Cilantro and Warfarin

Publication Date: 
Mon, 08/15/2016
By: Alere Staff

A Mediterranean herb that is popular in recipes throughout the world is cilantro. Both the wide, lacy leaves and seeds of the cilantro plant are used in cooking. However, the seeds are often called coriander and, while they are part of the same cilantro plant, they carry a different flavor.1,2 Cilantro has been a flavor present in East Europe and Asia since ancient times but it’s popularity has spread throughout the world.1 You can now find cilantro in dishes from the Middle East, India, Mexico, Latin America and Africa.2

Benefits of Cilantro 

The leaves of cilantro, often confused with parsley, contain many chemical compounds that have been known to help prevent various disease and promote your health.1 Low in calories and containing no cholesterol, the deep green leaves contain antioxidants, essential oils and dietary fiber, known to help reduce the level of “bad” cholesterol, or LDL, levels within your blood. Cilantro can also be a good source of minerals like potassium as well as vitamins like beta carotene and vitamin C that can be beneficial to your health. 

Cilantro is an herb that has proven to enhance the flavor of different foods including various vegetables, chicken, fish and meat. It can be prepared in different ways ranging from soups and sauces, freshly chopped into salsa or sautéed into a green salad.1 Some of the foods that have been considered good matches for cilantro include: avocado, chicken, fish, ice cream, lamb, lentils, mayonnaise, peppers, pork, rice, salads, salsas, shellfish, tomatoes and yogurt.

Cilantro – The Controversy 

While some people may find cilantro to be a delightful addition to their food you may have found others that find it absolutely disgusting. Even Julia Childs has been quoted as not being a fan of the herb.3 The battle between cilantro lovers and haters can be found throughout history with sources comparing the odor from bedbugs to lotion and soaps. The curious clash has even prompted research with studies showing that people may even be genetically predisposed to dislike cilantro.3 Flavor chemists have also found that the chemical make-up of the cilantro aroma is created by modified fragments of fat molecules called aldehydes. These same or similar aldehydes are also found in soaps, lotions and bugs.3 Even other scientists say the discord can be linked to the primal importance of smell and taste in regards to survival and how the brain decides whether or not a food is healthy or poison.3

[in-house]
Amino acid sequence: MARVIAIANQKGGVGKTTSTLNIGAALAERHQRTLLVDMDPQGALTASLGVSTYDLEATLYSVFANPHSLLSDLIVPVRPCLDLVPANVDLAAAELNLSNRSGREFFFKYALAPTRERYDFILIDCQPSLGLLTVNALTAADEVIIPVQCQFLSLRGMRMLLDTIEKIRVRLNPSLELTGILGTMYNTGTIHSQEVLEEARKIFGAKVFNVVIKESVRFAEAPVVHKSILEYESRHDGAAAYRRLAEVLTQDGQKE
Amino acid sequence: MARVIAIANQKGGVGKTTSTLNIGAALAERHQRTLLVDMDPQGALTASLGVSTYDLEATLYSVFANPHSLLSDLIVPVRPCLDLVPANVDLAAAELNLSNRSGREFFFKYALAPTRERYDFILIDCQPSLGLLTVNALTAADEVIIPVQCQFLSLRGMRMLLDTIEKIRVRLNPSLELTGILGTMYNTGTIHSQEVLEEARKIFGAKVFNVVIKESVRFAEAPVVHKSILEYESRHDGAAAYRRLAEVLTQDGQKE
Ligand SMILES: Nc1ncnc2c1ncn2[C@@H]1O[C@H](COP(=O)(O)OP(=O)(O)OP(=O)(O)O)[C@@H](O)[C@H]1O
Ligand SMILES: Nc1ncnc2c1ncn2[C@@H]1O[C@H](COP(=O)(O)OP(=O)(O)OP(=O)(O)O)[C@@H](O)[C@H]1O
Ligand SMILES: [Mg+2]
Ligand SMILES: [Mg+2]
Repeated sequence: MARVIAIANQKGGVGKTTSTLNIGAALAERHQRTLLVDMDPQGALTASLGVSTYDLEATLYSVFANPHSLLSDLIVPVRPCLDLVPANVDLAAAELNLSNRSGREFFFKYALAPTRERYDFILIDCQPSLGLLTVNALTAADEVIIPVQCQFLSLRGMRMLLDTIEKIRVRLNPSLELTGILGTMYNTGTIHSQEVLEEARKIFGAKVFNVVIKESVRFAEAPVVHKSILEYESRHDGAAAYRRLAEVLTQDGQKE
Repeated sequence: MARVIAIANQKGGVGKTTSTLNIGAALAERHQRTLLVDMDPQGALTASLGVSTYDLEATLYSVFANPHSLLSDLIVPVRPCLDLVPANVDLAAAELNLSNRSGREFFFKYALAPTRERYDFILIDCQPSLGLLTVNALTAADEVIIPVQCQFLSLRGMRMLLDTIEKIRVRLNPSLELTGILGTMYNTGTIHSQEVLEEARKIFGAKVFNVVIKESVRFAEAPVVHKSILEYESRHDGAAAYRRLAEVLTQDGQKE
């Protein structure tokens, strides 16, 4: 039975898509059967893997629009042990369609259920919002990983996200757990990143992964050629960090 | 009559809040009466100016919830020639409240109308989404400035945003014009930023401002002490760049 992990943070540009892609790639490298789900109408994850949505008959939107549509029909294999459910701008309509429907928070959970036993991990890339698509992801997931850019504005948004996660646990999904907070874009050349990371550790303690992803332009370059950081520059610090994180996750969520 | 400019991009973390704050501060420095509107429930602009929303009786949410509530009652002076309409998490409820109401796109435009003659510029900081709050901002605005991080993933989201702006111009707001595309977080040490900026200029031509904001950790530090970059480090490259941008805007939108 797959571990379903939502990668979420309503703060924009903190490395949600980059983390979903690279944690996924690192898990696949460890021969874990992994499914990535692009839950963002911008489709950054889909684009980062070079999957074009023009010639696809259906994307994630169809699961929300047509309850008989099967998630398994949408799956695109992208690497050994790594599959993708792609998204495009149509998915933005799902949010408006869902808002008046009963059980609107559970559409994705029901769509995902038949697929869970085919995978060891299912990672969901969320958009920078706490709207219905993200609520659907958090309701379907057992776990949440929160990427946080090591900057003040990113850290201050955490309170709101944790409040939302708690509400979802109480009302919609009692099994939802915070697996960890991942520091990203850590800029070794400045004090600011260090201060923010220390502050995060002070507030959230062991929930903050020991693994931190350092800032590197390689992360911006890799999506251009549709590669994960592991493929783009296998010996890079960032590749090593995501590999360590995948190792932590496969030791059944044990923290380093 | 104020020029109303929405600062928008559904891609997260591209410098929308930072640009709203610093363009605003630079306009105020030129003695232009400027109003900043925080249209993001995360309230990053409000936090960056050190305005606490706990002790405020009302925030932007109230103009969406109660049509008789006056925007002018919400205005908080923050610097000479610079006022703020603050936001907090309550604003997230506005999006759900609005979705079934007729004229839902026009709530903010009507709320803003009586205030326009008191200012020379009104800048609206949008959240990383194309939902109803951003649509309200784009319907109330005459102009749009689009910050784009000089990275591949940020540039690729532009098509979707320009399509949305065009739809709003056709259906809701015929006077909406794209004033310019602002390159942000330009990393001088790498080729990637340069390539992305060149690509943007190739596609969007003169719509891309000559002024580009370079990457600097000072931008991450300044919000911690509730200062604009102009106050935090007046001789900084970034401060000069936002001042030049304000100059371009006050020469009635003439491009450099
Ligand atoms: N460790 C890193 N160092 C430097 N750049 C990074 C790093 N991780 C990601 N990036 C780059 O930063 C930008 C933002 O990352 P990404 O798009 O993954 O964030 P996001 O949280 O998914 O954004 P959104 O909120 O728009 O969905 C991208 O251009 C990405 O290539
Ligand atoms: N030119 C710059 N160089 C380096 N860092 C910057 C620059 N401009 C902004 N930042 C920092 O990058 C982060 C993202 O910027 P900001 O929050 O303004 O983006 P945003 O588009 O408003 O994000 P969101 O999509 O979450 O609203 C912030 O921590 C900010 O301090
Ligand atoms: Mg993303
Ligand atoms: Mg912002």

Cilantro and Warfarin 

If you are someone who enjoys cilantro, you may be wondering if consuming this green herb will affect your INR. Cilantro is considered one of the richest herbal sources of vitamin K, so patients on warfarin should be aware how much they are consuming and whether or not you consume more or less than normal.1 One fourth a cup of fresh cilantro contains a low level of vitamin K at about 12.4 micrograms. However, nine sprigs of fresh cilantro, around 20 micrograms, contain a high amount of vitamin K at 62 micrograms. Even when cilantro is dried the amount of vitamin K is a medium level, with about one tablespoon containing 24.5 micrograms of vitamin K.4 

References:

  1. Rudrappa, U. Cilantro (Coriander Leaves) Nutrition Facts. Nutrition-and-You. 2016. Retrieved from the website:http://www.nutrition-and-you.com/cilantro.html
  2. Food.com. Cilantro. Retrieved July 25, 2016 from the website: http://www.food.com/about/cilantro-16.
  3. McGee, H. Cilantro Haters, It’s Not Your Fault. The New York Times. April 13, 2010. Retrieved from the website: http://www.nytimes.com/2010/04/14/dining/14curious.html?_r=0.
  4. US Department of Agriculture, Agricultural Research Service, Nutrient Data Laboratory. USDA National Nutrient Database for Standard Reference, Release 28. Version Current:  September 2015, slightly revised May 2016.  Internet:  http://www.ars.usda.gov/nea/bhnrc/ndl.